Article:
Temporal in vivo platelet labelling in mice reveals age-dependent receptor expression and conservation of specific mRNAs
The proportion of young platelets, also known as newly formed or reticulated, within the overall platelet population has been clinically correlated with adverse cardiovascular outcomes. Our understanding of this is incomplete, however, because of limitations in the technical approaches available to study platelets of different ages. In this study we have developed and validated an in vivo ′temporal labelling′ approach using injectable fluorescent anti-platelet antibodies to sub-divide platelets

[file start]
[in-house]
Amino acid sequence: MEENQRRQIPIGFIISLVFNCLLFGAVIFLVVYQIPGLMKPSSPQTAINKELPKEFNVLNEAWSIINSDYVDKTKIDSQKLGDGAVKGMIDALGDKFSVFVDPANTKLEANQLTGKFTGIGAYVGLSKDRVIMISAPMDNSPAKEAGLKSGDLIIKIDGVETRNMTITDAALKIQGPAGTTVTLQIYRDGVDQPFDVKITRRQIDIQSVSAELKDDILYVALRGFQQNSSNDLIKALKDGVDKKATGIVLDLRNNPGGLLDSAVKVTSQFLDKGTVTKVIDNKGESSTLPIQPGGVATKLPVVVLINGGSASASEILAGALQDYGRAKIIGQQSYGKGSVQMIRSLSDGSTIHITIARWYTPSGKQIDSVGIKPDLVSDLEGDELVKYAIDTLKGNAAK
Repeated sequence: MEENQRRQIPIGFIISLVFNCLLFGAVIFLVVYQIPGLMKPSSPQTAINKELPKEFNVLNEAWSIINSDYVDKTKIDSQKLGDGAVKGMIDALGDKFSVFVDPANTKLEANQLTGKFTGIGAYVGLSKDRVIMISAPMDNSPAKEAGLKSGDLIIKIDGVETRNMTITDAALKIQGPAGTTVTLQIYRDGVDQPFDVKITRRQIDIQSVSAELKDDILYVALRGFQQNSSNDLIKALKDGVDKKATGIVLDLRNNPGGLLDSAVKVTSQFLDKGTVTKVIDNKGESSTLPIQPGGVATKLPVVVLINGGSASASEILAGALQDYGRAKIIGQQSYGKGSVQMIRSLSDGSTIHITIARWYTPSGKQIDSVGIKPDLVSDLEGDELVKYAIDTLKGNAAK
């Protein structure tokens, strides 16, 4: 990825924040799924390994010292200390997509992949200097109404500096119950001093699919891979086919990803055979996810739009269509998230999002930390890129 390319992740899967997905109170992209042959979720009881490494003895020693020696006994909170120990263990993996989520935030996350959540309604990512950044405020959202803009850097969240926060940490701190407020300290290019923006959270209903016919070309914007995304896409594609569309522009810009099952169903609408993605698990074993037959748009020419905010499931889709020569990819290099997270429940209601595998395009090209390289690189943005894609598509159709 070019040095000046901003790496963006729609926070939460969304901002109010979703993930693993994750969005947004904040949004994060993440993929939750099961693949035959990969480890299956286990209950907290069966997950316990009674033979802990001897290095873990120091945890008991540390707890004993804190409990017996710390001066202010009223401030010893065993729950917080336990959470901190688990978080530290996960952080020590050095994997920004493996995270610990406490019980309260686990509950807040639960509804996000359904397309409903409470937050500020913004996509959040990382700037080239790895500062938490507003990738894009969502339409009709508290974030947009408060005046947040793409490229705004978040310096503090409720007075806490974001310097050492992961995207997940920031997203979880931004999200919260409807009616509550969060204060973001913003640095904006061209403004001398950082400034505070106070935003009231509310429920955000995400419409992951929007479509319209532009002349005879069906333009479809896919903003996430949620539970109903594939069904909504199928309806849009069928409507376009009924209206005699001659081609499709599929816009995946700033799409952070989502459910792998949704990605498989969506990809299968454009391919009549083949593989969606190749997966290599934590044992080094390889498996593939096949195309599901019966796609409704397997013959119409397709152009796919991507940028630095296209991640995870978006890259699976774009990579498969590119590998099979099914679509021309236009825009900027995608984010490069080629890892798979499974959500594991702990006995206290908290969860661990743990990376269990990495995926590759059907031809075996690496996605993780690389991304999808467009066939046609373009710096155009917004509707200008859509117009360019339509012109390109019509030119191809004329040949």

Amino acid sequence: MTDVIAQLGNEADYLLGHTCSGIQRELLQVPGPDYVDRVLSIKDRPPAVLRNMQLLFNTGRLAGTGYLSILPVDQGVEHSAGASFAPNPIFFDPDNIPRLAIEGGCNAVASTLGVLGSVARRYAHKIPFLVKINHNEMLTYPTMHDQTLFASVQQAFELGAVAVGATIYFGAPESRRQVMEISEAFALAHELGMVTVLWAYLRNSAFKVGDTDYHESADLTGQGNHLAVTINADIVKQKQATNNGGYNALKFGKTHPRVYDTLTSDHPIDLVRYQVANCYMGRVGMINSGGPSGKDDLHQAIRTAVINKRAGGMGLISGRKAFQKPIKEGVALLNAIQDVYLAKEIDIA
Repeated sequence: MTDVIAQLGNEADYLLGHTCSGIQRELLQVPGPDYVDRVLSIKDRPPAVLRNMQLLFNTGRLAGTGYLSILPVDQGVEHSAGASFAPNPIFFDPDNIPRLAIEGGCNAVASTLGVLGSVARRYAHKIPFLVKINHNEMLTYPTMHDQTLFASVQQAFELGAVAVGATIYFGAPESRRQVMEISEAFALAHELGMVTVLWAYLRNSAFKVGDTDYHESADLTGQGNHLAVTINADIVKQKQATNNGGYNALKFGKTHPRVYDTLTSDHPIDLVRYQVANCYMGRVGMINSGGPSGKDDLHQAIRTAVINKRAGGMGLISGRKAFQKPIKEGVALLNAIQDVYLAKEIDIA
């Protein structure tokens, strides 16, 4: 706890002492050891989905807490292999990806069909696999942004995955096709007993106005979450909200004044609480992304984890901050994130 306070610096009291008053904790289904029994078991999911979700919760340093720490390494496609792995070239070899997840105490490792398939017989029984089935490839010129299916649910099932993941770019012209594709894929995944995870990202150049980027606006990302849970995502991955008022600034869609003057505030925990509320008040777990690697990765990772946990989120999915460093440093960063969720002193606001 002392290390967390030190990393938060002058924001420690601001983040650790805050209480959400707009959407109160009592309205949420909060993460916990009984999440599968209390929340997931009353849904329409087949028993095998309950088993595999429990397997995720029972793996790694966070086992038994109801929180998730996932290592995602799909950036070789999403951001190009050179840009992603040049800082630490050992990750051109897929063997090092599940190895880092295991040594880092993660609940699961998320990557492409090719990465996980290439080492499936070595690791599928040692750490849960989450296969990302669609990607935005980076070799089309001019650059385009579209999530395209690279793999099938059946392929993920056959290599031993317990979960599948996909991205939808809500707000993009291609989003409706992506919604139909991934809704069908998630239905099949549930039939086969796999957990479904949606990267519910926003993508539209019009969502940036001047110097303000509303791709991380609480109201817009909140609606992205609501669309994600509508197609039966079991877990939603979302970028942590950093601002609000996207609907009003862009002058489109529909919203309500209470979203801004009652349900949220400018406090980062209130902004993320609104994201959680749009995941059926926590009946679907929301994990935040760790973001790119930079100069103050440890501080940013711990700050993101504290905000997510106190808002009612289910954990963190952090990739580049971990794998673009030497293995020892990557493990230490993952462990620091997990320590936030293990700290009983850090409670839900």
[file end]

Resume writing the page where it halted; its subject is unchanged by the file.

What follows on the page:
... by age and assess differences in functional and molecular characteristics. With this approach we found that young platelets (<24h old) in comparison to older platelets, respond to stimuli with greater calcium flux and degranulation, and contribute more to the formation of thrombi in vitro and in vivo. Sequential sampling confirmed this altered functionality to be independent of platelet size with no size differences or changes relative to the global population seen at any age. The age associated decrease in thrombotic function was accompanied by significant decreases in the surface expression of GPVI and CD31 (PECAM-1) and an increase in CD9. Platelet mRNA content also decreased with age but at different rates for individual mRNAs indicating apparent conservation of those encoding granule proteins. Our pulse-chase type approach to define circulating platelet age has allowed timely re-examination of commonly held beliefs regarding size and reactivity of young platelets whilst providing novel insights into the temporal regulation of receptor and protein expression. Overall, future application of this validated tool will inform on age-based platelet heterogeneity in physiology and disease.